How to create initial and final values on simulink?

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Hello I am currently working on a problem in which I have 5 identical tanks in series. I have found the transfer function of each tank to be of the form 1/(s+1). I am trying to model the system in simulink when the inlet flow concentration of A changes from 0.6 at t=0 to 0.45 when t>0.
The way I am setting it up is to use the step block and set the initial and final value to the ones above and making the step time 0. Then I connect this to 5 transfer functions in series and connect the output to a scope. However, no matter what I try the system always starts at 0 at t =0 and not 0.6 but it always goes to 0.45 after some time. I am new to simulink and don't know what is the correct way to tell the system to start at 0.6 and then go to 0.45.
Do I have to use another type of source block? I have tried everything with the step block and nothing sims to work.
  1 Comment
Azzi Abdelmalek
Azzi Abdelmalek on 13 Apr 2016
Edited: Azzi Abdelmalek on 13 Apr 2016
Alejandro, try to make your question clear. What initial value? and what final value? what those have to do with a step block? Try just to focus on your real problem. For example telling us that you are connecting the output to the scope has nothing to do with your problem!

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Accepted Answer

Stefan Raab
Stefan Raab on 18 Apr 2016
I suppose you mean the inital values for the transfer function states? This question might be related to your problem:
NOTE: You will need the " Control System Toolbox" in order to do the following steps.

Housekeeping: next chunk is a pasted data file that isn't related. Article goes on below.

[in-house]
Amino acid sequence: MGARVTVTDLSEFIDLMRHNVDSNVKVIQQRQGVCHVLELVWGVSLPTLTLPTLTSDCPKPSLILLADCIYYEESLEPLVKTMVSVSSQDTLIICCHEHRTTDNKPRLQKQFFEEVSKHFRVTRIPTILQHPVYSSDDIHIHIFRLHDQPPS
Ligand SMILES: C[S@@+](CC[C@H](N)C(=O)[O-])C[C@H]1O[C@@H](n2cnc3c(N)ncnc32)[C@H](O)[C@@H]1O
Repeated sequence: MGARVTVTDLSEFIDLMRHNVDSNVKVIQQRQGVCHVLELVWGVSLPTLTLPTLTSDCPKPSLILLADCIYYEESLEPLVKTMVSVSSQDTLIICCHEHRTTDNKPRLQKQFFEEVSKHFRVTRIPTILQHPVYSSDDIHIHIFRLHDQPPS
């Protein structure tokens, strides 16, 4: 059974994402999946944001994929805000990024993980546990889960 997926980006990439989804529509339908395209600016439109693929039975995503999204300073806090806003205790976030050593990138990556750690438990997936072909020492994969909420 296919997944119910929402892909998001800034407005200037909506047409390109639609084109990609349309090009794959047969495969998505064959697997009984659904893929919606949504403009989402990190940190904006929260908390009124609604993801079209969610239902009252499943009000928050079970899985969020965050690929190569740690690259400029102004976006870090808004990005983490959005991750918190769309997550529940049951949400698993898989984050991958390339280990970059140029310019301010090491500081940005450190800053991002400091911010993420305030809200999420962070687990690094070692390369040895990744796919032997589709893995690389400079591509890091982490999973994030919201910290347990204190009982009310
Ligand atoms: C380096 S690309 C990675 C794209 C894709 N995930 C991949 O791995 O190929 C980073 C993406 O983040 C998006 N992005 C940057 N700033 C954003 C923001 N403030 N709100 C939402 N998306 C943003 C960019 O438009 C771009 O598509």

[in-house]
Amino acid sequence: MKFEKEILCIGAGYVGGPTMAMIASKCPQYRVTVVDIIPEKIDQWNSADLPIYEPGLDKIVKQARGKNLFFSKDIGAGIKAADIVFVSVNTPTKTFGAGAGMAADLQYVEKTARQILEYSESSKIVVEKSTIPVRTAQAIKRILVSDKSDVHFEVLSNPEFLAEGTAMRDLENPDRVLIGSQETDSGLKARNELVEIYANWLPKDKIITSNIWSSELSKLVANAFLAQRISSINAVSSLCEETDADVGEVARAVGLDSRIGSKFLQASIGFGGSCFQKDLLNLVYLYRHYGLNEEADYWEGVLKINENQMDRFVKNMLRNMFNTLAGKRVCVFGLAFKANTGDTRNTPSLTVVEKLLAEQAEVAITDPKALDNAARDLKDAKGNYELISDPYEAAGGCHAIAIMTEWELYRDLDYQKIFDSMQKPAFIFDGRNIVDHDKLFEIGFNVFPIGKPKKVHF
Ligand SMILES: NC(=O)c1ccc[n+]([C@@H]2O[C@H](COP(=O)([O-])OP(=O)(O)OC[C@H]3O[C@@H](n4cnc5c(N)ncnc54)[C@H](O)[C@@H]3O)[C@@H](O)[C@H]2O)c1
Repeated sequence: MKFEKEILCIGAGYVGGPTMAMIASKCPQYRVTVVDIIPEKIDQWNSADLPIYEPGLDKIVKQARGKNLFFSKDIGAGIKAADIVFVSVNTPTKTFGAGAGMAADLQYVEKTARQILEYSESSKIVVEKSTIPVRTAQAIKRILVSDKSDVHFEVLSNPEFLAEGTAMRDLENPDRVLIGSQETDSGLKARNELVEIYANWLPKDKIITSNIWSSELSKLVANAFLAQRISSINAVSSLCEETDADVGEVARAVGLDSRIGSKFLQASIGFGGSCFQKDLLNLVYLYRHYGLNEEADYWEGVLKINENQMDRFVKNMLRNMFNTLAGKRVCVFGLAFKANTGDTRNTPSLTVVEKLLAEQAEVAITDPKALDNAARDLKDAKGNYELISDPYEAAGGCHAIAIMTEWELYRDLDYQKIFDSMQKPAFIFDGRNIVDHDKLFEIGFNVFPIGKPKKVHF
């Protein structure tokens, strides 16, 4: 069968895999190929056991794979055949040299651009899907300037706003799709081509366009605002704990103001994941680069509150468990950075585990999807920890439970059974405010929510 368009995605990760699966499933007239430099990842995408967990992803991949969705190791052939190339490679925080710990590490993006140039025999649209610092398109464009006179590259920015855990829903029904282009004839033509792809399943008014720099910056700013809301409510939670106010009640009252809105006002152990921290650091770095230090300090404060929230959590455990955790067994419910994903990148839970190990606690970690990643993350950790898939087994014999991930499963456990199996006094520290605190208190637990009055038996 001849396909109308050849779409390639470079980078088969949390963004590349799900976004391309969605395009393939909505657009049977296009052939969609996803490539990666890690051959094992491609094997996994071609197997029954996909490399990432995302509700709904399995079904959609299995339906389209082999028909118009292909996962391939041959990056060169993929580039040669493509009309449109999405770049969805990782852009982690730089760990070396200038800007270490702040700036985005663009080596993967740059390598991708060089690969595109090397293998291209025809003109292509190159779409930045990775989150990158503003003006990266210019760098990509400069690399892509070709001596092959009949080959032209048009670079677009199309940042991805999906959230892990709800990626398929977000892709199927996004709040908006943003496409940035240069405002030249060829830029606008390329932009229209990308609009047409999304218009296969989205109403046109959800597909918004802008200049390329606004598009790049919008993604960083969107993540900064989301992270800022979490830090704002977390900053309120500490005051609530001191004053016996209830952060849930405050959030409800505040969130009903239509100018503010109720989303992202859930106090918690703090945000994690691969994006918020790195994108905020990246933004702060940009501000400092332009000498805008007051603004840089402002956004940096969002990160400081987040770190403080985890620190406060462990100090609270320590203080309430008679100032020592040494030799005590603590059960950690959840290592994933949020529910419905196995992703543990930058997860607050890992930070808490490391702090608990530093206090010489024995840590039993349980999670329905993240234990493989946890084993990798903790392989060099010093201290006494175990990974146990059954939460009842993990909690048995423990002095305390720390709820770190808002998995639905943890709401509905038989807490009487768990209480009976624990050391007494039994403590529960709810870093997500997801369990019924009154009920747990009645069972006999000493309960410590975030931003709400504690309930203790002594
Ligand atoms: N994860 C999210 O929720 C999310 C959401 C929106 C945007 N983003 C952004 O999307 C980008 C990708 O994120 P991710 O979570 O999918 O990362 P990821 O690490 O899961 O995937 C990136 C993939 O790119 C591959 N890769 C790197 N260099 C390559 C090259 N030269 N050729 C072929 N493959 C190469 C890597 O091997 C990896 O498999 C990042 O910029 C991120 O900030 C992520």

I would use MATLAB to create your transfer functions with the command
myTF1 = tf(num1,den1);
myTF2 = tf(num2,den2);
For more information on the "tf" function, execute the following command in the MATLAB Command Window (this will open the help browser):
web(fullfile(docroot, 'control/ref/tf.html'))
Either you create the combined transfer function for your system directly, or you create the individual transfer functions and then use the "connect" function. More information on "connect":
web(fullfile(docroot, 'control/ref/connect.html'))
As soon as you have the combined transfer function, you can use MATLAB to create a state space model from that:
myStateSpace = ss(myTF);
Use the state space matrices to fill the "Simulink/Continuous/State-Space" block. In the properties of this block you can also specify initial conditions.
I hope this might help you.
Kind regards, Stefan

More Answers (1)

Alejandro Morales
Alejandro Morales on 19 Apr 2016
Thank you for your help. However I ended up finding a work around where my initial values were 0.6 and at t=0 it went to 0.45. I just put in the step block 0 as my initial value and -0.15 as my final, this is the difference. Then I put a "to workspace" block to send the data to Matlab and there I just added 0.6 to my simulink result array and plotted.
Also thank for the link, I which I had found it myself. I didn't see anywhere that the step function starts at 0, but I kind of figure it out after a while. I hope this helps somebody in the future.
  1 Comment
Stefan Raab
Stefan Raab on 19 Apr 2016
Unfortunately I can't endorse your workaround. Acutally you are adding a constant disturbance to your output signal. This might have the same result as long as you are steady-state accurate, but as soon as you have an input that is not "perfectly suited" to this constant or the plant is more complex, the results are wrong. To underline my words, I made a simple model where the Transfer Function block and the State Space block represent the exact same system, but put the two different step inputs:
As you can see in the plot, the output signals are far from equivalent.
I don't know where your work is leading, but if you don't do this correctly, it may cause many errors in the end and nobody wants that. :)
By the way, you could also build the transfer functions with integrator blocks and feedbacks. The next picture shows the modeling of a PT1 block. In the Integrator block you can then also specify initial conditions:
Kind regards, Stefan

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